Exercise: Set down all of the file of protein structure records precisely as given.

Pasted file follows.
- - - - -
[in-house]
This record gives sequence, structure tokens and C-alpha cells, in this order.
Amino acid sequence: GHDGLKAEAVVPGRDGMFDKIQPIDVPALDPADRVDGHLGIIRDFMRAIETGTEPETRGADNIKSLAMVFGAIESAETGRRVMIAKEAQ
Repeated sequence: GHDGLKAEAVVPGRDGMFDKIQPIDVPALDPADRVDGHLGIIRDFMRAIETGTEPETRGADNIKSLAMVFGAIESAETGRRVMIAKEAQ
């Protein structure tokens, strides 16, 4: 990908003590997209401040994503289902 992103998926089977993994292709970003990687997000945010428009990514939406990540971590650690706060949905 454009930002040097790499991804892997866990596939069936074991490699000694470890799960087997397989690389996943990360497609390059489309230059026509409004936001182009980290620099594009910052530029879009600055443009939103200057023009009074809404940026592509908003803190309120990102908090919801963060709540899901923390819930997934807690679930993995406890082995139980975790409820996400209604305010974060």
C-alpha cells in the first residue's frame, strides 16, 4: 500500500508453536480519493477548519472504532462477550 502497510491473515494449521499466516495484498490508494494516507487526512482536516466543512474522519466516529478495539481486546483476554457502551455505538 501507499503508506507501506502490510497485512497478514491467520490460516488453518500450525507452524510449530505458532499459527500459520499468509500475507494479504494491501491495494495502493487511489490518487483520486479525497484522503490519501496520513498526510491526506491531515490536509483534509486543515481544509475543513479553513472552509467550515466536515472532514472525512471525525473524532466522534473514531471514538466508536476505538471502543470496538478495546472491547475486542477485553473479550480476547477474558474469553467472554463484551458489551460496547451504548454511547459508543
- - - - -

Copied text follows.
[in-house]
This record gives sequence, structure tokens and C-alpha cells, in this order.
Amino acid sequence: GHDGLKAEAVVPGRDGMFDKIQPIDVPALDPADRVDGHLGIIRDFMRAIETGTEPETRGADNIKSLAMVFGAIESAETGRRVMIAKEAQ
Repeated sequence: GHDGLKAEAVVPGRDGMFDKIQPIDVPALDPADRVDGHLGIIRDFMRAIETGTEPETRGADNIKSLAMVFGAIESAETGRRVMIAKEAQ
């Protein structure tokens, strides 16, 4: 990908003590997209401040994503289902 992103998926089977993994292709970003990687997000945010428009990514939406990540971590650690706060949905 454009930002040097790499991804892997866990596939069936074991490699000694470890799960087997397989690389996943990360497609390059489309230059026509409004936001182009980290620099594009910052530029879009600055443009939103200057023009009074809404940026592509908003803190309120990102908090919801963060709540899901923390819930997934807690679930993995406890082995139980975790409820996400209604305010974060």
C-alpha cells in the first residue's frame, strides 16, 4: 500500500508453536480519493477548519472504532462477550 502497510491473515494449521499466516495484498490508494494516507487526512482536516466543512474522519466516529478495539481486546483476554457502551455505538 501507499503508506507501506502490510497485512497478514491467520490460516488453518500450525507452524510449530505458532499459527500459520499468509500475507494479504494491501491495494495502493487511489490518487483520486479525497484522503490519501496520513498526510491526506491531515490536509483534509486543515481544509475543513479553513472552509467550515466536515472532514472525512471525525473524532466522534473514531471514538466508536476505538471502543470496538478495546472491547475486542477485553473479550480476547477474558474469553467472554463484551458489551460496547451504548454511547459508543